"In the early stages, there was a lot of skepticism about doing a ballet thriller," says Black Swan producer Brian Oliver. "I really loved the project and could see that there would be more appeal than just the art house." Nominated for best picture, drama, Swan scored three other nominations, including those for actress Natalie Portman and director Darren Aronofsky, who nurtured the psycho-sexual project for a decade. "I'm extremely happy for Natalie and Darren," Oliver says. "The work that they both put into this movie, they're the ones who should be celebrating. It's much deserved. For Darren, this is just another feather in his cap, because he's figured out a way to satisfy the critics and the masses." Speaking by phone, Oliver was on his way back from dropping off his pre-teen kids at their L.A. school. "They just ask, 'When can we see the movie?' " he says."And I say, 'In ten years.' " -- Jay A. Fernandez
Jennifer Lawrence was at a loss for words when she got the news that she'd been nominated in the same category as Nicole Kidman, Natalie Portman, Halle Berry and Michelle Williams. "Umm ... gosh ... I don't even ... Just to be in the same sentence as those actresses, I don't even know how to describe how amazing that feels," she told THR of her Winter's Bone best actress in a drama nod. Ironically, the person who told her the news, was more concerned with her holiday plans. "My brother just texted and said, 'Congrats, you got nominated for something, when are you gonna be home for Christmas?" When she wrote back to ask him what for, he said, " 'Something about a globe.' And I went, 'Are you telling me I just got nominated for a Golden Globe?!' and he goes, 'No, I was just asking when you were coming home for Christmas.' He still doesn't know what a Golden Globe is, right now." The actress, who is currently filming X-Men: First Class in London, took a few moments to herself to let the nomination sink in. "I had to calm myself down in my trailer, because I knew if I walked out I would've done cartwheels screaming, 'I just got nominated for a Golden Globe,' and then I wouldn't have any friends anymore." But, it didn't take long for word of her nom to spread. "I told the hair and makeup girls, and of course that's where all the rumors originate anyway, so it didn't take long for it to get all the away across set." After putting in a full day on set, she's planning to celebrate with cast and crew at her London digs. "We're just going to get dinner, cause I have to get up early tomorrow." As for her future plans: "The only thing I have on my mind after this wraps is sleeping. And then I'll start focusing on which movie to do next," she says. -- Lauren Schutte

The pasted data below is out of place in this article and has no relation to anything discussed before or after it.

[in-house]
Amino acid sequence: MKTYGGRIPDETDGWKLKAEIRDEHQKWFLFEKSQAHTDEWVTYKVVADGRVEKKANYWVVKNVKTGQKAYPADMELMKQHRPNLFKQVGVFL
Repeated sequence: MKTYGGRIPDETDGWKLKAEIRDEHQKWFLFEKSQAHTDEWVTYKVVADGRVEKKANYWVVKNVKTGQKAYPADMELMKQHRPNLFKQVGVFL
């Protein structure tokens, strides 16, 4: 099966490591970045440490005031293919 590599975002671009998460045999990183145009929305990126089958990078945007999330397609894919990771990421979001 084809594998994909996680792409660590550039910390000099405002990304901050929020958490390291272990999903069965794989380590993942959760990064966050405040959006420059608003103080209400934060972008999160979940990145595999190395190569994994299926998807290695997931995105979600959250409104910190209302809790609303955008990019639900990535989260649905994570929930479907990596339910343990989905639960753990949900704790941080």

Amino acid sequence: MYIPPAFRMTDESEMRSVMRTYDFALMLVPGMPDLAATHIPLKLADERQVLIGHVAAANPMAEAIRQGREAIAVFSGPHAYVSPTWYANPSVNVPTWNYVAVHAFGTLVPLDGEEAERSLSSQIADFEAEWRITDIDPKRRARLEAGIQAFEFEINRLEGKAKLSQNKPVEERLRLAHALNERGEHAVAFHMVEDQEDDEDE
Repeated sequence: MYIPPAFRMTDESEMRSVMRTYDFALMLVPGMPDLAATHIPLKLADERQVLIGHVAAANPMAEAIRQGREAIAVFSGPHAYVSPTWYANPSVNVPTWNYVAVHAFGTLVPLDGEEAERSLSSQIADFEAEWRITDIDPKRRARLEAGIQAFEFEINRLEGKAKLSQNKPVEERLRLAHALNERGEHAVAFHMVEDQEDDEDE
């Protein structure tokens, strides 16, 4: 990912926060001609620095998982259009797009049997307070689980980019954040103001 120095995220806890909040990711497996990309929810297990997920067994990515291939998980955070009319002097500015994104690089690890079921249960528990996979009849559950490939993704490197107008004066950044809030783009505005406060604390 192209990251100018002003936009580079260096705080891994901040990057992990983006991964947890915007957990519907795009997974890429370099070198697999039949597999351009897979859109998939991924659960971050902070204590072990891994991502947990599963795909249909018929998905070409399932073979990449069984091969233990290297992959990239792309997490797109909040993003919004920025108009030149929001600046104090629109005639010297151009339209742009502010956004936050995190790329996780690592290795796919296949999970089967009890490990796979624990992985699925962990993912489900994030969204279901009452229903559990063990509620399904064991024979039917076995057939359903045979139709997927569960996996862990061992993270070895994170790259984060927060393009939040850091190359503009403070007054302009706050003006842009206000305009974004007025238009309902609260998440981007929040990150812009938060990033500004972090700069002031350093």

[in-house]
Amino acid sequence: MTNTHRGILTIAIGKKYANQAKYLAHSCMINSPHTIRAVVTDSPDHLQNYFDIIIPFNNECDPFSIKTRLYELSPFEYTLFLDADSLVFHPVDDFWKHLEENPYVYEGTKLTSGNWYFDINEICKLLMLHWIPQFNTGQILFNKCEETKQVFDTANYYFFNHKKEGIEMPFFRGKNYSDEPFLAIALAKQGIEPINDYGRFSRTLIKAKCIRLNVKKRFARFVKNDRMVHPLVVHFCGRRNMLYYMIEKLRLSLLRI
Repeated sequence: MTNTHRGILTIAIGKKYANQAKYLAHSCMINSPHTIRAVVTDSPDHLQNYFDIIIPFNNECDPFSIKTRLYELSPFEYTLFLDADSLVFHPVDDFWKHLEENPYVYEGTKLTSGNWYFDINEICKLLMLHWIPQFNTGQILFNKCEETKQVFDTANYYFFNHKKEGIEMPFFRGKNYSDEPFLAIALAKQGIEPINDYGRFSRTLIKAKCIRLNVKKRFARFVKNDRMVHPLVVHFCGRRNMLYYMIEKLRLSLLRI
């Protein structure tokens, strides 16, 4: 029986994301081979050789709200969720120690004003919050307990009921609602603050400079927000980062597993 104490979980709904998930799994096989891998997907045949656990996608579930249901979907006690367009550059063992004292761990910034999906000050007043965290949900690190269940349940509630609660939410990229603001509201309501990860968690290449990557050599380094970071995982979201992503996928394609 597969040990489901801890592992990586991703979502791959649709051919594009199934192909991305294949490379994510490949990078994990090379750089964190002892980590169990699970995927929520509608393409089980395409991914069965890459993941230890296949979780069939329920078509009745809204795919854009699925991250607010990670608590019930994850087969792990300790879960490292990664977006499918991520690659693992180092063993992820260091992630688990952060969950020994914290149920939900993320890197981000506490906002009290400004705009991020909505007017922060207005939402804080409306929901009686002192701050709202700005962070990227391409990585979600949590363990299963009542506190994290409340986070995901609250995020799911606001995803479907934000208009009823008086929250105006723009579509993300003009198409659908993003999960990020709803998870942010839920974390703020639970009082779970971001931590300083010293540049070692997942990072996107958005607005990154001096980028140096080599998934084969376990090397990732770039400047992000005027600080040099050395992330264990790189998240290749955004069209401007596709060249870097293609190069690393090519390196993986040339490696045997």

Lisa Cholodenko, The Kids Are All Right: “It really hasn’t been the worst week [with a Golden Globe nomination and New York Film Critics Circle award]. I’m a little tired and very excited. (So is her dog, who barks with what sounds like pride.) It took us close to five years to get it from soup to nuts. We wrote in earnest, trying to invent deep, lived in characters and say things that resonate, while dealing with things like having a kid and two actors living on opposite coasts. What doesn’t kill you makes you funny. It did give us a chance to work with Annette [Bening], a great dramaturg herself, and not just for her part. Stuart [Blumberg, cowriter] challenged me to be less polite, and I challenged him to push deeper into his characters. I pushed wider outside of my margins. And so we did and it was a good cocktail. It’s great to be perceived as a comedy/drama. It would’ve beenmuch easier to stop at the drama part.” -- Tim Appelo